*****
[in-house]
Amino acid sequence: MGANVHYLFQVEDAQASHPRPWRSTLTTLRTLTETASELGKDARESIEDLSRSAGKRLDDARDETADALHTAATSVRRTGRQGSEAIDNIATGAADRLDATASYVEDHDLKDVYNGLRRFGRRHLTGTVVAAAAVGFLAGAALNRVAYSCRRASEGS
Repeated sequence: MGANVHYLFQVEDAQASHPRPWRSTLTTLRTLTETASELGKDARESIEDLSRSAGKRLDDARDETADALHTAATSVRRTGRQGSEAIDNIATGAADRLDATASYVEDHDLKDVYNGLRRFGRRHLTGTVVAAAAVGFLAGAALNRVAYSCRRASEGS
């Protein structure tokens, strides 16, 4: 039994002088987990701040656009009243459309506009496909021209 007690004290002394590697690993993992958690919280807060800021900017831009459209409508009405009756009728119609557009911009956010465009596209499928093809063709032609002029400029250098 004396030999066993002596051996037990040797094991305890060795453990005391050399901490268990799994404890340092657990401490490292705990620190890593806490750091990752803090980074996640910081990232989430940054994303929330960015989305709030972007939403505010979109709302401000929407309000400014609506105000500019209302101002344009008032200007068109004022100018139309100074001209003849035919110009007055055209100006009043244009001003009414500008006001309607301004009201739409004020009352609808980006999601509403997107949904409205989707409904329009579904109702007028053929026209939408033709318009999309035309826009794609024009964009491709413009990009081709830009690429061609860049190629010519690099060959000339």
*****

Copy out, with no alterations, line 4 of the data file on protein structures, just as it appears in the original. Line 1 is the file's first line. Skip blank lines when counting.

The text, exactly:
């Protein structure tokens, strides 16, 4: 039994002088987990701040656009009243459309506009496909021209 007690004290002394590697690993993992958690919280807060800021900017831009459209409508009405009756009728119609557009911009956010465009596209499928093809063709032609002029400029250098 004396030999066993002596051996037990040797094991305890060795453990005391050399901490268990799994404890340092657990401490490292705990620190890593806490750091990752803090980074996640910081990232989430940054994303929330960015989305709030972007939403505010979109709302401000929407309000400014609506105000500019209302101002344009008032200007068109004022100018139309100074001209003849035919110009007055055209100006009043244009001003009414500008006001309607301004009201739409004020009352609808980006999601509403997107949904409205989707409904329009579904109702007028053929026209939408033709318009999309035309826009794609024009964009491709413009990009081709830009690429061609860049190629010519690099060959000339």